But not everything is going according to plan, the struggle against terrorism has shown many of the weaknesses in the Indonesian governmental system. The minister of defense, the police and the intelligence service all give a different analysis about the outcome of the investigating of the Bali Bombings.[79] Furthermore, due to the failure of the police many evidence concerning this matter has unnecessarily been destroyed and other terrorist cases have also been dealt with little success.[80] Indonesia is the largest Muslim-majority country in the world, a therefore seen, especially by the Arab world, as a breading ground for Muslim extremism.[81] The role of the Islam in politics, although never regarded as strong, is therefore a sensitive subject which needs a careful approach in order to prevent the growth of extremism.

The authoritarian rule of Suharto was very effective in suppressing the increase of extremism, during his rule, close taps were kept on the extremist groups by intelligence service and the armed forces. With the new liberal standards in Indonesia's democracy and the declining budget of the armed forces and the intelligence service this is no longer possible. Still, the military uses these attacks to regain power over the governments' policy through the new Law on Terrorism.[82] And even though domination of the military might mean a declined chance in a following terrorist attack this dominance can be regarded as threat to democracy and endanger the democratic process in Indonesia. The initiative form the US the reintroduce a military-to military relationship is also not helping the democracy.[83] So dominant military involvement may not be the answer to terrorism, however, other measures have to become effective because no matter how small the terrorist group might be in number, the threat to security for Indonesia and its neighbors can be rather crucial.[84]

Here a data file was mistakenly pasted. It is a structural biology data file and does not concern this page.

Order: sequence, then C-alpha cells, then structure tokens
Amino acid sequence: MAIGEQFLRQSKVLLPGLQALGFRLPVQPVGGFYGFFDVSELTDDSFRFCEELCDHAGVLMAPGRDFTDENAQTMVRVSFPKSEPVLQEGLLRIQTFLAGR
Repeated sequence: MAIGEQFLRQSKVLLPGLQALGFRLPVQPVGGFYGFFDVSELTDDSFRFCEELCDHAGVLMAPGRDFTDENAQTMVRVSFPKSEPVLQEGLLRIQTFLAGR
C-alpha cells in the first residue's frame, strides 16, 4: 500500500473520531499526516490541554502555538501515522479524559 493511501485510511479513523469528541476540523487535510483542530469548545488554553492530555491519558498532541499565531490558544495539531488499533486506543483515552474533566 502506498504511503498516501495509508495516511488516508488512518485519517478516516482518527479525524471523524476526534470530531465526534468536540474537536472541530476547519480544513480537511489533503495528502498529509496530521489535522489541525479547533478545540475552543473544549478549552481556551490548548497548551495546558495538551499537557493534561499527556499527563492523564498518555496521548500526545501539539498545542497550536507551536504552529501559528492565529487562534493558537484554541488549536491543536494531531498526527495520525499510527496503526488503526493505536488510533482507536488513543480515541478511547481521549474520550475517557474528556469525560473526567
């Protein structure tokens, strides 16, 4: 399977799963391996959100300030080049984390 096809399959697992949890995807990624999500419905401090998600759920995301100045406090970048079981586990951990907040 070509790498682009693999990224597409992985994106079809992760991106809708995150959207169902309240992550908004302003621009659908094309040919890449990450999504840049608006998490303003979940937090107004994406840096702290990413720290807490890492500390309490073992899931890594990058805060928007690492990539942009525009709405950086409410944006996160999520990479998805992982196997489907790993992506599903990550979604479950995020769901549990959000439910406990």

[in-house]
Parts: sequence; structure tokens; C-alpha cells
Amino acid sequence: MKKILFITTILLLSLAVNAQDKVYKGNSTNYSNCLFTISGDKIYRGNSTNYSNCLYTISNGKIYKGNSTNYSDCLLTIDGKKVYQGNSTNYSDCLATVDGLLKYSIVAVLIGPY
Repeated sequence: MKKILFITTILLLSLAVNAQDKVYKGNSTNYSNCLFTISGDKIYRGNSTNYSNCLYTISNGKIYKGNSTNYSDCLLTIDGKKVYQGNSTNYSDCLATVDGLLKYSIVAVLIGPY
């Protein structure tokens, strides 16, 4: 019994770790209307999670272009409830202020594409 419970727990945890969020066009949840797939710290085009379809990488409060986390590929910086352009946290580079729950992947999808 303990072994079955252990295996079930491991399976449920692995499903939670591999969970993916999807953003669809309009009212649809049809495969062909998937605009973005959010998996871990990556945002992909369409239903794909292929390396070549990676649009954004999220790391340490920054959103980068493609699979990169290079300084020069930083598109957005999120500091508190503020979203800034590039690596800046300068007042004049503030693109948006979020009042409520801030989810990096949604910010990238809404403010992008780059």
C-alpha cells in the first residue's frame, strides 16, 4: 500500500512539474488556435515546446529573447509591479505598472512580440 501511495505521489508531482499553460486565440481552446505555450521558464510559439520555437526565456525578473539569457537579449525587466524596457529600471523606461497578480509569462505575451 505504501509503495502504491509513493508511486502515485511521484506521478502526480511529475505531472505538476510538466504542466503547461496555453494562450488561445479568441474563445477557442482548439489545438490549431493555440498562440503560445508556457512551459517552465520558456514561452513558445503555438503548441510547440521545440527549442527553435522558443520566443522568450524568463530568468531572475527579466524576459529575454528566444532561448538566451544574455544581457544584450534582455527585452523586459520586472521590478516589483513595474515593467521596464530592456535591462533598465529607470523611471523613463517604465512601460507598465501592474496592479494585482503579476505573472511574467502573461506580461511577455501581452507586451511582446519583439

Indonesia is known for its high diversity in religion and its multi-ethnic society. With the fall of the authoritarian regime, long suppressed feelings and differences between various groups within the country could finally be expressed. This did unfortunately not only have positive effects but also resulted in ethnic, religious and sectarian violence which in the resent past have shown no sign of ebbing.[85] Not only is their a threat of radicalism which can result in terrorism, multifarious conflicts like previously mentioned are very present in Indonesia. For some, the prospects for democratization were not always welcome and therefore society becomes prone toward inter-communal violence, even among the Muslims themselves.[86]